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5. Memory Management
The memory used for storing computations, such as joins, shuffles, sorting, and aggregations, is called execution memory. The storage memory is used for caching and handling data stored in clusters. Both memories use a unified region M.
When the execution memory is not in use, the storage memory can use the space. Similarly, when storage memory is idle, execution memory can utilize the space. This is one of the most efficient Spark optimization techniques.
The executor owns a certain amount of total memory that is categorized into two parts i.e. the storage block and the execution block. This is controlled by two configuration options.
- spark.executor.memory: It is the total memory available to executors. By default, it is 1 gigabyte.
- spark.memory.fraction: It is the fraction of the total memory accessible for storage and execution.
These two types of memory were fixed in Spark’s early version. Spark must spill data to disk if you want to occupy all the execution space. Consequently, it decreases the application’s performance.
Conversely, if your application significantly relies on caching and your job is occupied with all the storage space then Spark must push out the cache data. The same is accomplished through the least recently used(LRU) strategy. This technique frees up blocks with the earliest access time. An executor has certain memory available as free if your app doesn’t use caching a lot. However, the execution part is fixed, so you decrease the job’s performance anyhow.
Spark launched unified memory management with version 1.6. It suggests that storage and execution are not fixed. So, an executor can use the maximum available memory.
It is one of those optimization techniques in spark that efficiently manages memory without compromising performance. It uses two premises of unified memory management.
The first premise is -remove storage but not execution. It implies that when you discard the execution data, you would read it back soon. You can’t use the cached data anyhow if you remove the cached data.
The second premise defines that unified memory management permits the user to state the data’s minimum unremovable amount for applications that prominently depend on caching.
The data’s minimum unremovable amount is defined through spark.memory.storageFraction configuration option. It is half of the total memory, by default.
You may find Memory Management as one of the easy-to-use pyspark optimization techniques after understanding the following summary.
- Spill to disk when the execution memory is full.
- Discard LRU blocks when the storage memory gets full.
- If your app depends on caching, tune the spark.memory.storageFraction.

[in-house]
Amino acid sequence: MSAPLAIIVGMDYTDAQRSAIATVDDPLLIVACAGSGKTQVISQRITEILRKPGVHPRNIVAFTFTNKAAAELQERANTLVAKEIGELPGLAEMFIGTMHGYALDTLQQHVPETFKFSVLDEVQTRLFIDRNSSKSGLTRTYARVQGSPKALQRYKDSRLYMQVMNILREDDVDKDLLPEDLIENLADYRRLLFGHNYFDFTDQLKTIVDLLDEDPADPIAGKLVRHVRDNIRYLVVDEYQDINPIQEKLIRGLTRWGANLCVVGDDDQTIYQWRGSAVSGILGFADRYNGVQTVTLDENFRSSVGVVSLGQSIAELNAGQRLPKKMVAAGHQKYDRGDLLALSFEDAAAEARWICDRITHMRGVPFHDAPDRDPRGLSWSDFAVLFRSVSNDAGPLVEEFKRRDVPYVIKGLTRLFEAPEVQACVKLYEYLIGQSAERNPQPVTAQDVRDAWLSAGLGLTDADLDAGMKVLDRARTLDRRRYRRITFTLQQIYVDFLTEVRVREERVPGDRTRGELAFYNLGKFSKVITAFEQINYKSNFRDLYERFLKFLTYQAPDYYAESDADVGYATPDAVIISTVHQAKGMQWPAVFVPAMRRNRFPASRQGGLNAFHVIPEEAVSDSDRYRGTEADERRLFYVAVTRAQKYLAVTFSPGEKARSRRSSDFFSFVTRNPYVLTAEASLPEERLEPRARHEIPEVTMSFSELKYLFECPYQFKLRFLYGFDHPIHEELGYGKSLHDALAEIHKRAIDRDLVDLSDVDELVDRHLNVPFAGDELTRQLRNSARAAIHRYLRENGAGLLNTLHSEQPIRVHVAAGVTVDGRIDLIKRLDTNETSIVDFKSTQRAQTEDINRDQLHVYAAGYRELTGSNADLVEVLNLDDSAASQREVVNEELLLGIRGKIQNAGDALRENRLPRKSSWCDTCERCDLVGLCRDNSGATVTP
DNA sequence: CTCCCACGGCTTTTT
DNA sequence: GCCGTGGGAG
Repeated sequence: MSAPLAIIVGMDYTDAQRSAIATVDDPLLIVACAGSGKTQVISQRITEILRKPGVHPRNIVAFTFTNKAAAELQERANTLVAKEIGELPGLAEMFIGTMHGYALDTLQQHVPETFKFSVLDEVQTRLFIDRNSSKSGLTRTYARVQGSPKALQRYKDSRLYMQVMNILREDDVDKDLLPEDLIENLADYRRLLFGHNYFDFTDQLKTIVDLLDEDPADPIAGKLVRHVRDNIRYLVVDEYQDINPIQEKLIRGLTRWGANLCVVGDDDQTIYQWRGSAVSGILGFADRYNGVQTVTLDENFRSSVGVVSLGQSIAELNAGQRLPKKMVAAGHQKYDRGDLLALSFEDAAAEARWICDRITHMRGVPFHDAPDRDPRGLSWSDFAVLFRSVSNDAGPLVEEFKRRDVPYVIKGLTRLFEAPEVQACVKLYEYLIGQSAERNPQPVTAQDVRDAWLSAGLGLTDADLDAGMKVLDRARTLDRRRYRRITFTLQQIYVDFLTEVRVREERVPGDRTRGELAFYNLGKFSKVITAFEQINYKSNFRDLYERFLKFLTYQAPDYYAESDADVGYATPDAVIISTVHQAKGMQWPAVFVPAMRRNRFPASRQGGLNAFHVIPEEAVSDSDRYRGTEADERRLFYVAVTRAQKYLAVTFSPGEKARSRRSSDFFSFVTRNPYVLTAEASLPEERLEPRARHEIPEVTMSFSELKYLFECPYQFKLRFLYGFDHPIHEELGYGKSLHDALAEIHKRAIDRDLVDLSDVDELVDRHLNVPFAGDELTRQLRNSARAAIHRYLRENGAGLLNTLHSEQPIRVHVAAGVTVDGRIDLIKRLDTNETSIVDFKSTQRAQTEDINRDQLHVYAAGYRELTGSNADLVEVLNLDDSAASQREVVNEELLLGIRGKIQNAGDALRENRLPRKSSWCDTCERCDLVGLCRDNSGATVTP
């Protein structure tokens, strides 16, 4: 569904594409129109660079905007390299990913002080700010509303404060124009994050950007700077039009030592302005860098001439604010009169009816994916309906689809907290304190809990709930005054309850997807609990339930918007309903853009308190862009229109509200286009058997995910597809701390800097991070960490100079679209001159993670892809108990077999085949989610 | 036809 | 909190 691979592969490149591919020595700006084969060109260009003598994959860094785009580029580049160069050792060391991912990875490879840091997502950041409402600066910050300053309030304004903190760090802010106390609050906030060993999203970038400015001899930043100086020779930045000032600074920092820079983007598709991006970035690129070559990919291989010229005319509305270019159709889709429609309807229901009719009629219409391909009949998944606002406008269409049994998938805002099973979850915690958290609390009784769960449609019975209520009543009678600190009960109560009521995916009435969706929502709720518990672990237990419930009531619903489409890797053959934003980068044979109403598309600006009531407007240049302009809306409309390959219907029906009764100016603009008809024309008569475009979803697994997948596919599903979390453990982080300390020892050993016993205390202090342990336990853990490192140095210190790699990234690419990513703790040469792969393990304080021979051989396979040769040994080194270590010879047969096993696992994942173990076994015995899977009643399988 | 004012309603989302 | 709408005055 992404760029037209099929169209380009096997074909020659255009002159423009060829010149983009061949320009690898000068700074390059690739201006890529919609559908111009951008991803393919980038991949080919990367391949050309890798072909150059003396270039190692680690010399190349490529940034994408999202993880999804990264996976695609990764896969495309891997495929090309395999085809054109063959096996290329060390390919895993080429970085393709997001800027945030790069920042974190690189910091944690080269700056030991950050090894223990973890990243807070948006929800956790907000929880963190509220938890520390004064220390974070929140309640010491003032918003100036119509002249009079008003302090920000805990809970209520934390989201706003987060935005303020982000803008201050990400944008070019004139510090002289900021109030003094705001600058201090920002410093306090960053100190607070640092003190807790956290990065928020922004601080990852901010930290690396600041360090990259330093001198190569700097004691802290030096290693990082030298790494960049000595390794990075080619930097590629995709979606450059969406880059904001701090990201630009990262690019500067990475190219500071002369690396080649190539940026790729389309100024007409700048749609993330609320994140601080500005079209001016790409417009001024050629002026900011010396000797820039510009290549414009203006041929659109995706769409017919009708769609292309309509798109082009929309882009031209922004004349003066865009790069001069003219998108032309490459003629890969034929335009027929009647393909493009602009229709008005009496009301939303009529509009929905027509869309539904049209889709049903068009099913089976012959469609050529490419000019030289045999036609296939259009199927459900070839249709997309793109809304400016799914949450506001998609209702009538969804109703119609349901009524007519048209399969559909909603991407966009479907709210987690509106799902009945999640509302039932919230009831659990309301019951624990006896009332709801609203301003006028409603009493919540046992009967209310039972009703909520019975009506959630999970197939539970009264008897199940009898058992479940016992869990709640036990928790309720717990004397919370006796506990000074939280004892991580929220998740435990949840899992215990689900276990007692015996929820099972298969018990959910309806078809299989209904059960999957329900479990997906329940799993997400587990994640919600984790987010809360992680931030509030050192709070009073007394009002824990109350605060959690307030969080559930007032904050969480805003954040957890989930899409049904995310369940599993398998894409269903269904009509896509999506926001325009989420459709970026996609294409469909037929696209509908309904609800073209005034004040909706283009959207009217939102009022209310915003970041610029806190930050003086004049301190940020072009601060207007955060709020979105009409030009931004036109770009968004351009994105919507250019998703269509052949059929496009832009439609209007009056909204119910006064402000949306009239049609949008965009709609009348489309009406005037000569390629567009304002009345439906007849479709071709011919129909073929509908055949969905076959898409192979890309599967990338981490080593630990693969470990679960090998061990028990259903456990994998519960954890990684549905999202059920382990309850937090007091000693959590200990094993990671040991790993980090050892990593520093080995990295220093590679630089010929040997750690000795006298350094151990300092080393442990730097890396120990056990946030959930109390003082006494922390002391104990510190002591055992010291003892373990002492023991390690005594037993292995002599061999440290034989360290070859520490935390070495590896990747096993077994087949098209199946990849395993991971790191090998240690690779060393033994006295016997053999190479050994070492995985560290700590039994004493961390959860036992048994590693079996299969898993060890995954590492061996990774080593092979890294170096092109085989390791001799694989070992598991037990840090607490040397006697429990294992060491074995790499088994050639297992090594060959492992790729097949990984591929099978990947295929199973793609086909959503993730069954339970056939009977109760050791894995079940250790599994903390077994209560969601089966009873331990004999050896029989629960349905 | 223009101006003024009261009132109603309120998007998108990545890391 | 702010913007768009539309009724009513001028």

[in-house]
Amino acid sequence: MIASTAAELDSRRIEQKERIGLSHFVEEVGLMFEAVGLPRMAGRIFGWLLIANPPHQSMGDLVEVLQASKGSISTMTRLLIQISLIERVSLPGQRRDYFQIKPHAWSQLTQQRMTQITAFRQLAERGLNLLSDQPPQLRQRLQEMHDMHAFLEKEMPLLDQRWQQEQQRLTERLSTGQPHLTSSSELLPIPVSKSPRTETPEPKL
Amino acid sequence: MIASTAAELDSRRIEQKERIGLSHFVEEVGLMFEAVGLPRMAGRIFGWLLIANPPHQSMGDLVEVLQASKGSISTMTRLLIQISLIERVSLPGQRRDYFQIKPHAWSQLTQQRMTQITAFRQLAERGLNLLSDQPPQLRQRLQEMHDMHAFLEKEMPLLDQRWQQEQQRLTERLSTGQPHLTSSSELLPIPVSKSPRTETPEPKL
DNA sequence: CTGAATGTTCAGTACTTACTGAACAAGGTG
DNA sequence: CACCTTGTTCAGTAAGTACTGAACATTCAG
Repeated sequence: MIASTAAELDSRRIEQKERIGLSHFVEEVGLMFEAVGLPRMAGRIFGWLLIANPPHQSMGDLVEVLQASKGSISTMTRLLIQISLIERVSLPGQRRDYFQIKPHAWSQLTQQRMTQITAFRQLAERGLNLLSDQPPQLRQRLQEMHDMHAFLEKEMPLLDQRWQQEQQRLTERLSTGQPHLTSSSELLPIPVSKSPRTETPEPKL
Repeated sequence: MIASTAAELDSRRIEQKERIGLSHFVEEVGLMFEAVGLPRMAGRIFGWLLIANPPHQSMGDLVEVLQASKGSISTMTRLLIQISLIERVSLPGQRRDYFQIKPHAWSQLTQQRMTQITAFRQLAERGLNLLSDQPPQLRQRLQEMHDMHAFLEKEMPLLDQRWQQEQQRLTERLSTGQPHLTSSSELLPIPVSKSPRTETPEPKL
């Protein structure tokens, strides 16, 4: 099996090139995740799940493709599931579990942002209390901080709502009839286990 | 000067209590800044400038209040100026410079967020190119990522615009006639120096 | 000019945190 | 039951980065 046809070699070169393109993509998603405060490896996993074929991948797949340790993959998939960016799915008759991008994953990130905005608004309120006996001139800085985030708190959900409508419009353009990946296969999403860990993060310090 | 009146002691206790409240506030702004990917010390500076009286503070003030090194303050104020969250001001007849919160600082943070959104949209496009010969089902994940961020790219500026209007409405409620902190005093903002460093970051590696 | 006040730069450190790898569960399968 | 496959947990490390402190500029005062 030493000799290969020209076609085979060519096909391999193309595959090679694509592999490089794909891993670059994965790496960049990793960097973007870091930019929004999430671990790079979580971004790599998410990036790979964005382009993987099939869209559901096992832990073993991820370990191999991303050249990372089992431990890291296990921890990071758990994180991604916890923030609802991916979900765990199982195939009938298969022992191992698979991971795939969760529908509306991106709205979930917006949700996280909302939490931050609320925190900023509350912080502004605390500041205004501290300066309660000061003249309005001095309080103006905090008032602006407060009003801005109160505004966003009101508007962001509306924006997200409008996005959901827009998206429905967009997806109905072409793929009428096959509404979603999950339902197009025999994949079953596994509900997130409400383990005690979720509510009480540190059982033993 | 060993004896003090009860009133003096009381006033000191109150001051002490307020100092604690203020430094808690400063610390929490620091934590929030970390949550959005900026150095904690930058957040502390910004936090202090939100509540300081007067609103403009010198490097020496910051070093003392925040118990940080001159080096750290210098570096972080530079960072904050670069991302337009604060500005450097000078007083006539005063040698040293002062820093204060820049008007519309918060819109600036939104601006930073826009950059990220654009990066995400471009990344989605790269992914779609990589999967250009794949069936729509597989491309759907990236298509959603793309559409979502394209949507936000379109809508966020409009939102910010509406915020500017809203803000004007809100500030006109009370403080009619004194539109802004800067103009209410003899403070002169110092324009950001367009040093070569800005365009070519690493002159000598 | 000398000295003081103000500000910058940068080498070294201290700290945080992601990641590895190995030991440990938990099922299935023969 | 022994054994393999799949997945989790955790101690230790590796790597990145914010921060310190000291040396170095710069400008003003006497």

Also Read: 6 Game Changing Features of Apache Spark
From the various Spark optimization techniques, we can understand how they help in cutting down processing time and process data faster. Developers and professionals apply these techniques according to the applications and the amount of data in question.
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What are Spark Optimization techniques?
Apache Spark makes it easy for enterprises to process data quickly and solve complex data problems easily. It is obvious that during the development of any program, it is very much important to take care of its performance. Spark optimization techniques help out with in-memory data computations. The only thing that can hinder these computations is the memory, CPU, or any other resource.
Every spark optimization technique is used for a different purpose and performs certain specific actions. Some of the widely used spark optimization techniques are:
2. API selection
3. Advance variable
4. Cache and persist
5. ByKey operation
6. File format selection
7. Garbage collection tuning
8. Level of parallelism
When should you not consider using Spark?
Apache Spark has plenty of use cases, but there are certain specialized needs where you need other big data engines for fulfilling the purpose. In such cases, it is recommended to use other technology instead of going with Spark. Below are the use cases where you should not consider using Spark:
1. Low computing capacity – The default processing on Apache Spark takes place in the cluster memory. If your virtual machines or cluster has little computing capacity, you should go for other alternatives like Apache Hadoop.
2. Data ingestion in a publish-subscribe model – In this case, there are multiple sources as well as multiple destinations where millions of data are being moved in a short time. Here, you shouldn't use Spark, and instead, use Apache Kafka.
Is Pandas faster than Apache Spark?
When you compare the computational speed of both Pandas DataFrame and the Spark DataFrame, you’ll notice that the performance of Pandas DataFrame is marginally better for small datasets. On the other hand, if the size of data increases, then it is found that the Spark DataFrame is capable enough to outperform the Pandas DataFrame. Thus, it will depend a lot on the amount of data.